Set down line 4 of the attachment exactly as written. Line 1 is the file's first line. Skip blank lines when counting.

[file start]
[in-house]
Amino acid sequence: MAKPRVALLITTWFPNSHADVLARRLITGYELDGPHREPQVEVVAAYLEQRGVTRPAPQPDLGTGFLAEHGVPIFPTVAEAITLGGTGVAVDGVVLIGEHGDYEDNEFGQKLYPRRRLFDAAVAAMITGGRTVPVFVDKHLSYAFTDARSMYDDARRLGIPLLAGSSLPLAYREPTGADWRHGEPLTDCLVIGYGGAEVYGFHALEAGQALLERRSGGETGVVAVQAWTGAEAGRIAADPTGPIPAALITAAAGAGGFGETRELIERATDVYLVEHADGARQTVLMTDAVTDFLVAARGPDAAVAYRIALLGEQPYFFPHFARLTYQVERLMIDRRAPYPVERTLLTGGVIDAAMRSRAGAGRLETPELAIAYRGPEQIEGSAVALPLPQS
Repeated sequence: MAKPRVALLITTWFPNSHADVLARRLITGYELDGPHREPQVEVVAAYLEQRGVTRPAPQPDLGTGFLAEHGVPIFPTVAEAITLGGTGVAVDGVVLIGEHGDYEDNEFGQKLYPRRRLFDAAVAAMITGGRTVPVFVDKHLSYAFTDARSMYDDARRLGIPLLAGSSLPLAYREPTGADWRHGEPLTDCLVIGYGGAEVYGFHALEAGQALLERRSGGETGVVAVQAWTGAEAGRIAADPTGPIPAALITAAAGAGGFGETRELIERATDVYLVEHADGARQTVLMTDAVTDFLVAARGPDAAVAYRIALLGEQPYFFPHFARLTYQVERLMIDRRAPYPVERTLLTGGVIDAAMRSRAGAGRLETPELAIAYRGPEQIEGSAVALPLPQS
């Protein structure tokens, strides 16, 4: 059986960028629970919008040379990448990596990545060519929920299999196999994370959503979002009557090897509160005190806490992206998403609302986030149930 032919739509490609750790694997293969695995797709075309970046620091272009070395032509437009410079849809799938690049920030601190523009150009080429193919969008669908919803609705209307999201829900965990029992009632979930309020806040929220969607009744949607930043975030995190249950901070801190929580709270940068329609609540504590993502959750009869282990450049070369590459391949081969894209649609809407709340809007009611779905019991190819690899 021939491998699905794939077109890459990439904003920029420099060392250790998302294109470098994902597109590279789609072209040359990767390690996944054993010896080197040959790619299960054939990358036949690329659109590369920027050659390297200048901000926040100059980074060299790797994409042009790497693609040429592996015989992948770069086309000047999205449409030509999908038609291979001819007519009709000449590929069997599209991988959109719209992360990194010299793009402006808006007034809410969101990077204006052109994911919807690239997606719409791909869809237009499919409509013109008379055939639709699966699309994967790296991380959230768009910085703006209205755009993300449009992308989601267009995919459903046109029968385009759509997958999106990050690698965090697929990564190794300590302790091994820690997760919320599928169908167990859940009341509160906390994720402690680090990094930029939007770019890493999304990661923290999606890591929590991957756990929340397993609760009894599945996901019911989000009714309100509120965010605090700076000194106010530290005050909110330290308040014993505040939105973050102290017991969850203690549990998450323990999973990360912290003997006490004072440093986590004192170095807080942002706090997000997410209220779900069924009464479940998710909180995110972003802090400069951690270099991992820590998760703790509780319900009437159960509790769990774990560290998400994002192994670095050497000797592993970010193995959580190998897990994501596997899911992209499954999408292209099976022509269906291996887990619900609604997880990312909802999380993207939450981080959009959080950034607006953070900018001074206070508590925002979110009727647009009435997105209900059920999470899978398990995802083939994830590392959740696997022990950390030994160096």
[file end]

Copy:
């Protein structure tokens, strides 16, 4: 059986960028629970919008040379990448990596990545060519929920299999196999994370959503979002009557090897509160005190806490992206998403609302986030149930 032919739509490609750790694997293969695995797709075309970046620091272009070395032509437009410079849809799938690049920030601190523009150009080429193919969008669908919803609705209307999201829900965990029992009632979930309020806040929220969607009744949607930043975030995190249950901070801190929580709270940068329609609540504590993502959750009869282990450049070369590459391949081969894209649609809407709340809007009611779905019991190819690899 021939491998699905794939077109890459990439904003920029420099060392250790998302294109470098994902597109590279789609072209040359990767390690996944054993010896080197040959790619299960054939990358036949690329659109590369920027050659390297200048901000926040100059980074060299790797994409042009790497693609040429592996015989992948770069086309000047999205449409030509999908038609291979001819007519009709000449590929069997599209991988959109719209992360990194010299793009402006808006007034809410969101990077204006052109994911919807690239997606719409791909869809237009499919409509013109008379055939639709699966699309994967790296991380959230768009910085703006209205755009993300449009992308989601267009995919459903046109029968385009759509997958999106990050690698965090697929990564190794300590302790091994820690997760919320599928169908167990859940009341509160906390994720402690680090990094930029939007770019890493999304990661923290999606890591929590991957756990929340397993609760009894599945996901019911989000009714309100509120965010605090700076000194106010530290005050909110330290308040014993505040939105973050102290017991969850203690549990998450323990999973990360912290003997006490004072440093986590004192170095807080942002706090997000997410209220779900069924009464479940998710909180995110972003802090400069951690270099991992820590998760703790509780319900009437159960509790769990774990560290998400994002192994670095050497000797592993970010193995959580190998897990994501596997899911992209499954999408292209099976022509269906291996887990619900609604997880990312909802999380993207939450981080959009959080950034607006953070900018001074206070508590925002979110009727647009009435997105209900059920999470899978398990995802083939994830590392959740696997022990950390030994160096």